On LIne Judaism in the IDF: Shabbat-Friendly Phones for Soldiers
The IDF rabbinate has developed a Shabbat-friendly phone that will allow soldiers to speak on the telephone without desecrating Shabbat. The military magazine B'Machaneh reports that hundreds of the new devices will be distributed on IDF bases in the upcoming months.
The phone makes use of bluetooth wireless technology, and allows for fast dialing. Soldiers can answer calls using an earpiece attached to the device. While the device makes use of some technologies that would normally be prohibited on Shabbat, the technologies are used in an indirect manner, making use of the phone permissible.
The devices will replace an earlier phone designed for use on Shabbat, which was expensive and could be used only on select lines. The previous phone also received complaints for its relatively lengthy dialing time and delays in conversation.
Soldiers are permitted to desecrate Shabbat when necessary for security reasons, due to the precept that Shabbat laws may be violated in order to save a life. However, the rabbinate works to minimize Shabbat desecration whenever there is an option to do so.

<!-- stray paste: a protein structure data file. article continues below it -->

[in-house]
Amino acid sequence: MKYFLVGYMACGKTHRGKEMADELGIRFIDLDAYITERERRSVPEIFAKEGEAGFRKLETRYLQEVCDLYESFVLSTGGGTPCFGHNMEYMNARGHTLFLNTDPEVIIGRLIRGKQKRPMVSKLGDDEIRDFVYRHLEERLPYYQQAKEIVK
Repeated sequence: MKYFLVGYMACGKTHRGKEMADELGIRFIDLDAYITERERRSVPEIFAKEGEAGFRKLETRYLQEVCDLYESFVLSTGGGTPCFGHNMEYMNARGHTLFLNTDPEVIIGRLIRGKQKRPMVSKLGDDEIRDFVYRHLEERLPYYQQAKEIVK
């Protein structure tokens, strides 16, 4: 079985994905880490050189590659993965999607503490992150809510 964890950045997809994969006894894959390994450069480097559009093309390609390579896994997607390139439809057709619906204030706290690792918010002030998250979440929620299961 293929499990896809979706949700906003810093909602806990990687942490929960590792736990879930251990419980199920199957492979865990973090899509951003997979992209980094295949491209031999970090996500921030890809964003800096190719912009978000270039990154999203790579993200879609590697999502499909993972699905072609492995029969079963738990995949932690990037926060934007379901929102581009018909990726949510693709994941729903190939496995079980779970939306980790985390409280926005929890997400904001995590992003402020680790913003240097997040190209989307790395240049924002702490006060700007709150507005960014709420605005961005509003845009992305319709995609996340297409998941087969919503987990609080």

Israel National News turned to Rabbi -- and engineer -- Yisrael Rosen, well known head of the Tzomet Institute for Halacha and Technology based in Gush Etzion, to get his reaction to the new technology.
"It is wonderful to see religious Zionism in action in the latest initiative of the Unit for Halacha and Technology in the IDF Rabbinic Corps,” Rabbi Rosen said. “They are in constant communication with our Insitute from the time this unit was formed in response to the increasing numbers of religiously observant officers, combat and commando unit soldiers who turned to IDF Rabbis for solutions to halachic problems that arise in the fight against terror and on the battlefield."
"The IDF Rabbinate", he continued, "under the last two IDF Chief Rabbis, Weis and Ronsky, expanded the chaplaincy's halachic activities beyond the traditional kashrut, prayer and enablement of religious practice to dealing with these new technological combat issues. The halachic authority figure in the unit is IDF Colonel Rabbi Ayal Krim whose assistant, IDF Captain Rabbi Ronen Aharon also has an extensive technological background."
Rabbi Rosen explained that the technologies developed by the Unit for Halacha are not meant for general use. "The two fields of security and medicine are areas where there is room for special, specific 'heterim', i.e. lenient halachic decisions, due to the fact that these may affect issues of life and death,” he said. “They are generally not applicable to economic areas, such as tourism, agriculture or industry, but can be used, with Rabbinic consultation, in old age homes or for the handicapped."